Feeds

Visa shows off data centre 'moat'

Why have an air gap when you can have a water barrier?

SANS - Survey on application security programs

Credit card company Visa has boasted that one of its US data centres possesses the ultimate security feature – a moat designed to trap would be ram-raiders from accessing the facility.

As reported by USA Today and Fast Company, which both seem to have been invited to the facility, the company’s Operations Centre East (OCE) can be found “somewhere on the eastern seaboard” of the USA. The site is apparently nondescript, so as not to draw attention to itself.

We’re not quite sure how it’s possible to hide the facility in plain sight given it boasts a moat.

Both of the sources we’ve linked to above use the same language to describe the watery defence:

“Hydraulic bollards beneath the road leading to the OCE can be quickly raised to stop an intruding car going 50 mph. Any speed faster, and the car can't navigate a hairpin turn, sending it into a drainage pond that functions as a modern-day moat.”

The tier 4 data centre also packs sufficient redundant systems that Visa thinks it could run for a week without any contact from the outside world, other than data feeds. Paranoia has been taken to impressive heights with an off-site mail room that can be airlifted off-site should something nasty be slipped into the phone bill, to ensure that the health of data centre workers is not compromised.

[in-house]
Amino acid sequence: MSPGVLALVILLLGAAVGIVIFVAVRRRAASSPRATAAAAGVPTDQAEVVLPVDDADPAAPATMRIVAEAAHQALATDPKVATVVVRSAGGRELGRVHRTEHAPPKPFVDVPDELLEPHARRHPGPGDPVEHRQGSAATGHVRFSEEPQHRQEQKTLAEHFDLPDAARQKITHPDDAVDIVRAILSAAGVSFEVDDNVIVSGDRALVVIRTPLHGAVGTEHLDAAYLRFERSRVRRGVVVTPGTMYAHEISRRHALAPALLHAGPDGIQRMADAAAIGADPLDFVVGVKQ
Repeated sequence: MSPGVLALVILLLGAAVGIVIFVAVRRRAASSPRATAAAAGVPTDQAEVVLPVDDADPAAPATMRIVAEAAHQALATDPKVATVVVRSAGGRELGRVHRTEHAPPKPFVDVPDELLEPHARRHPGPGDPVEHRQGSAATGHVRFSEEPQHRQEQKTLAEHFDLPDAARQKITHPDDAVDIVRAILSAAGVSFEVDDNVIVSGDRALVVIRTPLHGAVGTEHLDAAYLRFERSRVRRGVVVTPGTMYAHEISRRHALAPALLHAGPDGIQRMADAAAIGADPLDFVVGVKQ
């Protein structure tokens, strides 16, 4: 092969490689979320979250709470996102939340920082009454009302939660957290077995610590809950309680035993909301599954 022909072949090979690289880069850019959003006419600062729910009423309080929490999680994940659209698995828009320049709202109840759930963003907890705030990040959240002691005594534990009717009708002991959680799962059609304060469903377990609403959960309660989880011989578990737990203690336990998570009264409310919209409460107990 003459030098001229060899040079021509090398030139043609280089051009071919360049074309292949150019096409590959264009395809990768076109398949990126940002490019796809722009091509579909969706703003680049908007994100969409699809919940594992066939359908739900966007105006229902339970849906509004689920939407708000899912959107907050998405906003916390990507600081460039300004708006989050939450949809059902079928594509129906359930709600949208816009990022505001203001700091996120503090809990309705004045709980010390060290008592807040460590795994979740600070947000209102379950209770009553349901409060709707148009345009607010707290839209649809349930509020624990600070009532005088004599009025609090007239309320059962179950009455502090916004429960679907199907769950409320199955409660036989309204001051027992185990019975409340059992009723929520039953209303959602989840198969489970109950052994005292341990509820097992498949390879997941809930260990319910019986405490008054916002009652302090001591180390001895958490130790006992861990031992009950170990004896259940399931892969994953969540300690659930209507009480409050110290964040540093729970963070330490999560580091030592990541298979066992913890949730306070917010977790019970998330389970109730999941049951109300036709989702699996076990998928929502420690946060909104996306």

EMC and Cisco are mentioned as the big winners in the data centre’s racks, which are housed in seven “pods” of 20,000 square feet apiece. Another two pods of the same size lie empty, awaiting future expansion. Presumably that extra space will help the data centre to go beyond the 24,000 “transaction messages” it processes every second. ®

3 Big data security analytics techniques

More from The Register

next story
This time it's 'Personal': new Office 365 sub covers just two devices
Redmond also brings Office into Google's back yard
Kingston DataTraveler MicroDuo: Turn your phone into a 72GB beast
USB-usiness in the front, micro-USB party in the back
IBM rides nightmarish hardware landscape on OpenPOWER Consortium raft
Google mulls 'third-generation of warehouse-scale computing' on Big Blue's open chips
It's GOOD to get RAIN on your upgrade parade: Crucial M550 1TB SSD
Performance tweaks and power savings – what's not to like?
AMD's 'Seattle' 64-bit ARM server chips now sampling, set to launch in late 2014
But they won't appear in SeaMicro Fabric Compute Systems anytime soon
prev story

Whitepapers

Securing web applications made simple and scalable
In this whitepaper learn how automated security testing can provide a simple and scalable way to protect your web applications.
3 Big data security analytics techniques
Applying these Big Data security analytics techniques can help you make your business safer by detecting attacks early, before significant damage is done.
The benefits of software based PBX
Why you should break free from your proprietary PBX and how to leverage your existing server hardware.
Mainstay ROI - Does application security pay?
In this whitepaper learn how you and your enterprise might benefit from better software security.
Combat fraud and increase customer satisfaction
Based on their experience using HP ArcSight Enterprise Security Manager for IT security operations, Finansbank moved to HP ArcSight ESM for fraud management.